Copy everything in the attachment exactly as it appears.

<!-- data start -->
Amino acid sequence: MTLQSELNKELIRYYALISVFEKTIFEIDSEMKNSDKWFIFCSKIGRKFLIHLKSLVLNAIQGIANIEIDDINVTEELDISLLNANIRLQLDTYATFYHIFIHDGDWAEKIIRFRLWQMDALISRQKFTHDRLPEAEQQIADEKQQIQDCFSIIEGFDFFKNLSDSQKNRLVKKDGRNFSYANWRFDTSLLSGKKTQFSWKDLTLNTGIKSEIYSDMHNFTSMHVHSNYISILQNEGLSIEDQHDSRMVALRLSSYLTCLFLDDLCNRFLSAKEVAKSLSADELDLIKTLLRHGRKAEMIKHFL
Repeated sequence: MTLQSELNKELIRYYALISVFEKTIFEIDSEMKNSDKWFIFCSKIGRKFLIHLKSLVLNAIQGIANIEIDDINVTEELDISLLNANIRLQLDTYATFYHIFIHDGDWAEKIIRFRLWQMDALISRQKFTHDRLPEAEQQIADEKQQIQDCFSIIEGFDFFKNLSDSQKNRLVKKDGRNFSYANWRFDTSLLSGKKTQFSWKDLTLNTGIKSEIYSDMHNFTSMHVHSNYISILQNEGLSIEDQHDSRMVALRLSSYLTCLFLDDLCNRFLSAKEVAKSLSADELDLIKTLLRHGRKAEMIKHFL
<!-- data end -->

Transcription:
Amino acid sequence: MTLQSELNKELIRYYALISVFEKTIFEIDSEMKNSDKWFIFCSKIGRKFLIHLKSLVLNAIQGIANIEIDDINVTEELDISLLNANIRLQLDTYATFYHIFIHDGDWAEKIIRFRLWQMDALISRQKFTHDRLPEAEQQIADEKQQIQDCFSIIEGFDFFKNLSDSQKNRLVKKDGRNFSYANWRFDTSLLSGKKTQFSWKDLTLNTGIKSEIYSDMHNFTSMHVHSNYISILQNEGLSIEDQHDSRMVALRLSSYLTCLFLDDLCNRFLSAKEVAKSLSADELDLIKTLLRHGRKAEMIKHFL
Repeated sequence: MTLQSELNKELIRYYALISVFEKTIFEIDSEMKNSDKWFIFCSKIGRKFLIHLKSLVLNAIQGIANIEIDDINVTEELDISLLNANIRLQLDTYATFYHIFIHDGDWAEKIIRFRLWQMDALISRQKFTHDRLPEAEQQIADEKQQIQDCFSIIEGFDFFKNLSDSQKNRLVKKDGRNFSYANWRFDTSLLSGKKTQFSWKDLTLNTGIKSEIYSDMHNFTSMHVHSNYISILQNEGLSIEDQHDSRMVALRLSSYLTCLFLDDLCNRFLSAKEVAKSLSADELDLIKTLLRHGRKAEMIKHFL